The 3 Series as a Genuine Pioneer: the First Six-Cylinder in its Class
Clearly, this success encouraged BMW’s development specialists to keep up their good work: They soon gave the 3 Series a pioneering role, making this the first car in its class with a six-cylinder power unit. So when the two new 320/6 and 323i made their debut at the 1977 Frankfurt Motor Show they were clearly the highlights in the eyes of BMW enthusiasts everywhere. Indeed, this combination of an agile and sporting saloon with a silken-smooth, refined and powerful six-cylinder was quite unique in the market.
Particularly the 323i very quickly gained the reputation of a wolf in sheep’s clothing: Displacing 2.3 litres, the K-Jetronic injection engine featuring transistorised ignition developed maximum output of 143 bhp accelerating this two-door high–performance compact saloon to a top speed of190 km/h or 118 mph. And to provide the same kind of deceleration, the 323i came with disc brakes all round. Featuring technologies of this kind, the top-of-the-range 3 Series was not only faster than numerous cars one class higher up in the market, but also superior in its technical features. Not just that the two straight-six power units offered superior output and performance – no, they were also very fuel-efficient: “Consuming 13.2 and 13.4 litres (21.4 and 21.1 mpg Imp) under testing conditions”, stated a renowned car journal, “the 320 and 323i prove that it is quite possible to achieve superior economy with a small six-cylinder”.
In the meantime, however, a gap had developed between the 98-horsepower 318i and the new 320/6 developing a superior 122 bhp maximum output. So in 1979/80 the four-cylinder models moved up: The 1.8-litre power unit was revised and entered the market as a 90-bhp carburettor engine in the 316 and with a 105 bhp fuel injection power unit in the 318i. And since there was now also room for a new entry-level model, the 315i powered by a 75 bhp 1.6-litre made its appearance in 1981.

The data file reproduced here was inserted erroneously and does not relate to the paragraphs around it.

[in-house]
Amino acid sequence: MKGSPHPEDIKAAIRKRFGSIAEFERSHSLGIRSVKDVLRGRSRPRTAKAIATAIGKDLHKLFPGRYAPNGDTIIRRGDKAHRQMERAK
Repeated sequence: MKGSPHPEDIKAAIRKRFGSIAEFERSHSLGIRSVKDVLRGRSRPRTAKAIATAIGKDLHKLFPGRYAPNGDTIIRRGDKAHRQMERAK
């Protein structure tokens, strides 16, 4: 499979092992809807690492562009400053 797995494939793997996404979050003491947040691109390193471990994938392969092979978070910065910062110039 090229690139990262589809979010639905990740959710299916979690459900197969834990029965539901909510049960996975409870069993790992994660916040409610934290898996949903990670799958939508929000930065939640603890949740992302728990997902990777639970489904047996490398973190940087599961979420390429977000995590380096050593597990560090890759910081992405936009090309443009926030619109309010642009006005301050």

Four out of Five Drivers of the 3 Series: “No Need for Improvement”
Given its outstanding success, the 3 Series soon became the subject of countless assumptions and surveys on the car and its drivers. A study conducted in 1980, for example, showed that at a share of 31 per cent the 320i was the best-selling 3 Series, followed by the 316 accounting for 27 per cent, the 318 with a share of 24 per cent, and the 323i with a share in sales of 18 per cent. The purchasing motives were the car’s performance in 77 per cent of all cases, its superior handling for 65 per cent of the customers, and the special looks of a sporting saloon in 64 per cent of the reasons quoted for buying the car. And almost two-thirds stated that their next car would once again definitely be a BMW.
Another enquiry showed that drivers of the BMW 3 Series were particularly active motorists, more than 60 per cent covering more than 17,000 kilometres or 10,500 miles a year. Unlike the image they had so often, these dedicated motorists were by all means sensible in their driving behaviour: Showing average fuel consumption of roughly 12 litres/100 km (23.5 mpg Imp), they were among the more fuel-conscious drivers at the time. In particular, however, 80 per cent of the 3 Series owners were convinced that there was no need to improve the 3 Series in any way.